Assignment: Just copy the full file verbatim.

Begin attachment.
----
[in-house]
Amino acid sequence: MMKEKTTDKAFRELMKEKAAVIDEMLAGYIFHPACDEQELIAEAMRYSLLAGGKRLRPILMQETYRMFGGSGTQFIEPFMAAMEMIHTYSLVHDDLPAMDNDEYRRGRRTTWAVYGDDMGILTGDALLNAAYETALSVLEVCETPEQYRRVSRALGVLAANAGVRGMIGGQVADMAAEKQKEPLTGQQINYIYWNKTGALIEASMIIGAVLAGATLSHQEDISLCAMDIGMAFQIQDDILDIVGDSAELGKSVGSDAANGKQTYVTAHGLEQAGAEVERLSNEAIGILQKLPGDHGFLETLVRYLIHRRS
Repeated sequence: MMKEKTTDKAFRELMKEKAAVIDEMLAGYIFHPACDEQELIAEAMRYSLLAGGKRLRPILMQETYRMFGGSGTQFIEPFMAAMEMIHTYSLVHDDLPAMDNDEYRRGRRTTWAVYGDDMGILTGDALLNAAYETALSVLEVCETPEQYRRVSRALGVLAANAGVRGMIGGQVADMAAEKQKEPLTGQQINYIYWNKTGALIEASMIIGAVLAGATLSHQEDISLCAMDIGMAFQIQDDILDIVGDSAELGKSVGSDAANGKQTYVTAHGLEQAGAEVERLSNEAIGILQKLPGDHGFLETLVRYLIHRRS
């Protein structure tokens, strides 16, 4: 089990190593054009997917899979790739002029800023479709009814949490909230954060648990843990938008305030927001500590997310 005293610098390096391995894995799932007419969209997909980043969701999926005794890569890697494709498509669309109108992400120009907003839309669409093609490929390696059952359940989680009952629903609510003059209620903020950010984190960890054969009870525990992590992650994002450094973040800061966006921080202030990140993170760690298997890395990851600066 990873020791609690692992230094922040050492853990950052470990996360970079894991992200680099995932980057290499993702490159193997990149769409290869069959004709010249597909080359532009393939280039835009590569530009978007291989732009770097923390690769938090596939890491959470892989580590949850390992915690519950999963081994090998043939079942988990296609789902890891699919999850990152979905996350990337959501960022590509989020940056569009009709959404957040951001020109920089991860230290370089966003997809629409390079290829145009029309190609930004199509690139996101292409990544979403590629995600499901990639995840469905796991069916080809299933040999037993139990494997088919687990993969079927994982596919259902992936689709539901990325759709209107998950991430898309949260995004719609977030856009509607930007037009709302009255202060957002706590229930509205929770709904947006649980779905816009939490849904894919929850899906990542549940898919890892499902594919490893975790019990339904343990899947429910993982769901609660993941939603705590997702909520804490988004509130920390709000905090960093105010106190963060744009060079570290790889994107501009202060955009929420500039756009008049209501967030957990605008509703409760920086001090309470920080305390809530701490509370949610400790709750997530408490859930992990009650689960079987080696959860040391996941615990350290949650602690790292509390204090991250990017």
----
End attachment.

[in-house]
Amino acid sequence: MMKEKTTDKAFRELMKEKAAVIDEMLAGYIFHPACDEQELIAEAMRYSLLAGGKRLRPILMQETYRMFGGSGTQFIEPFMAAMEMIHTYSLVHDDLPAMDNDEYRRGRRTTWAVYGDDMGILTGDALLNAAYETALSVLEVCETPEQYRRVSRALGVLAANAGVRGMIGGQVADMAAEKQKEPLTGQQINYIYWNKTGALIEASMIIGAVLAGATLSHQEDISLCAMDIGMAFQIQDDILDIVGDSAELGKSVGSDAANGKQTYVTAHGLEQAGAEVERLSNEAIGILQKLPGDHGFLETLVRYLIHRRS
Repeated sequence: MMKEKTTDKAFRELMKEKAAVIDEMLAGYIFHPACDEQELIAEAMRYSLLAGGKRLRPILMQETYRMFGGSGTQFIEPFMAAMEMIHTYSLVHDDLPAMDNDEYRRGRRTTWAVYGDDMGILTGDALLNAAYETALSVLEVCETPEQYRRVSRALGVLAANAGVRGMIGGQVADMAAEKQKEPLTGQQINYIYWNKTGALIEASMIIGAVLAGATLSHQEDISLCAMDIGMAFQIQDDILDIVGDSAELGKSVGSDAANGKQTYVTAHGLEQAGAEVERLSNEAIGILQKLPGDHGFLETLVRYLIHRRS
């Protein structure tokens, strides 16, 4: 089990190593054009997917899979790739002029800023479709009814949490909230954060648990843990938008305030927001500590997310 005293610098390096391995894995799932007419969209997909980043969701999926005794890569890697494709498509669309109108992400120009907003839309669409093609490929390696059952359940989680009952629903609510003059209620903020950010984190960890054969009870525990992590992650994002450094973040800061966006921080202030990140993170760690298997890395990851600066 990873020791609690692992230094922040050492853990950052470990996360970079894991992200680099995932980057290499993702490159193997990149769409290869069959004709010249597909080359532009393939280039835009590569530009978007291989732009770097923390690769938090596939890491959470892989580590949850390992915690519950999963081994090998043939079942988990296609789902890891699919999850990152979905996350990337959501960022590509989020940056569009009709959404957040951001020109920089991860230290370089966003997809629409390079290829145009029309190609930004199509690139996101292409990544979403590629995600499901990639995840469905796991069916080809299933040999037993139990494997088919687990993969079927994982596919259902992936689709539901990325759709209107998950991430898309949260995004719609977030856009509607930007037009709302009255202060957002706590229930509205929770709904947006649980779905816009939490849904894919929850899906990542549940898919890892499902594919490893975790019990339904343990899947429910993982769901609660993941939603705590997702909520804490988004509130920390709000905090960093105010106190963060744009060079570290790889994107501009202060955009929420500039756009008049209501967030957990605008509703409760920086001090309470920080305390809530701490509370949610400790709750997530408490859930992990009650689960079987080696959860040391996941615990350290949650602690790292509390204090991250990017």